President Trump on his cellphone in June. Photo: Jabin Botsford/The Washington Post via Getty Images

President Trump told Barstool Sports founder Dave Portnoy in an interview released Friday that he sometimes has regrets about his tweets and retweets.

Why it matters: Throughout his presidency, Trump has faced bipartisan criticism for his controversial comments on Twitter. He has also tested tech platforms' willingness to crack down on abuse and misinformation he spreads on his social media accounts.

  • The president has more than 84 million Twitter followers.

What he's saying: "It used to be in the old days before this, you'd write a letter, and you'd say, 'This letter is really good.' You put it on your desk and then you go back tomorrow and you say, 'Oh, I'm glad I didn't send it,'" Trump said.

  • "But we don't do that with Twitter, right? We put it out instantaneously, we feel great. And then you start getting phone calls, 'Did you really say this?'"
  • "It's not the tweets. It's the retweets that get you in trouble. You see something that looks good, and you don't investigate it."

Flashback: Twitter in late May said that a Trump tweet in which he threatened shooting in response to civil unrest in Minneapolis violated the company's rules.

  • The move exacerbated tensions between the social media giant and the president over the company's authority to label or limit his speech and, conversely, the president's authority to dictate rules to a private company.

Go deeper: Twitter flags Trump tweet for violating rules on abusive behavior

Go deeper

Tech's election-season survival plan: transparency

Illustration: Annelise Capossela/Axios

Leading U.S. tech platforms are going out of their way to reveal how their businesses, policies and algorithms work ahead of November in a bid to avoid blame for election-related trouble.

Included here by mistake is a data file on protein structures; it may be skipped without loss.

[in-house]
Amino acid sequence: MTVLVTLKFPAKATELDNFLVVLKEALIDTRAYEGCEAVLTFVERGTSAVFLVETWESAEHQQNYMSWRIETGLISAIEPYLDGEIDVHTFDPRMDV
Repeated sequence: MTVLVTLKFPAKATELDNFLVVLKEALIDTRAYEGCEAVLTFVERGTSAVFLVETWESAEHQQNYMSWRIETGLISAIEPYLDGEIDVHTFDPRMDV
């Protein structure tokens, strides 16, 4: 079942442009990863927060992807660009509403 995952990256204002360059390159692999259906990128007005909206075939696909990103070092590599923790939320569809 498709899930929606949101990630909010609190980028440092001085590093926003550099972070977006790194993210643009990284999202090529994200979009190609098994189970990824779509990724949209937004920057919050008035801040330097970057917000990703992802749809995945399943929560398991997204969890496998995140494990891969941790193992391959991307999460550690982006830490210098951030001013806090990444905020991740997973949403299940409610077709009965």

Why it matters: Until recently, tech companies found it useful to be opaque about their policies and technology — stopping bad actors from gaming their systems and competitors from copying their best features. But all that happened anyway, and now the firms' need to recapture trust is making transparency look like a better bet.

Dion Rabouin, author of Markets
26 mins ago - Politics & Policy

Wall Street fears stimulus is doomed

Illustration: Sarah Grillo/Axios

The fight over a new Supreme Court justice will take Washington's partisan bickering to a new level and undermine any chance for needed coronavirus relief measures before November's election, Wall Street analysts say.

What we're hearing: "With the passing of Justice Ginsburg, the level of rhetorical heat has increased, if that seemed even possible," Greg Staples, head of fixed income for the Americas at DWS Group, tells Axios in an email.

Updated 1 hour ago - Politics & Policy

Coronavirus dashboard

Illustration: Sarah Grillo/Axios

  1. Global: Total confirmed cases as of 7 a.m. ET: 31,346,086 — Total deaths: 965,294— Total recoveries: 21,518,790Map.
  2. U.S.: Total confirmed cases as of 3 a.m. ET: 6,858,130 — Total deaths: 199,890 — Total recoveries: 2,615,949 — Total tests: 95,841,281Map.
  3. Health: CDC says it mistakenly published guidance about COVID-19 spreading through air.
  4. Media: Conservative blogger who spread COVID-19 misinformation worked for Fauci's agency.
  5. Politics: House Democrats file legislation to fund government through Dec. 11.
  6. World: U.K. upgrades COVID alert level as Europe sees worrying rise in infections — "The Wake-Up Call" warns the West about the consequences of mishandling a pandemic.

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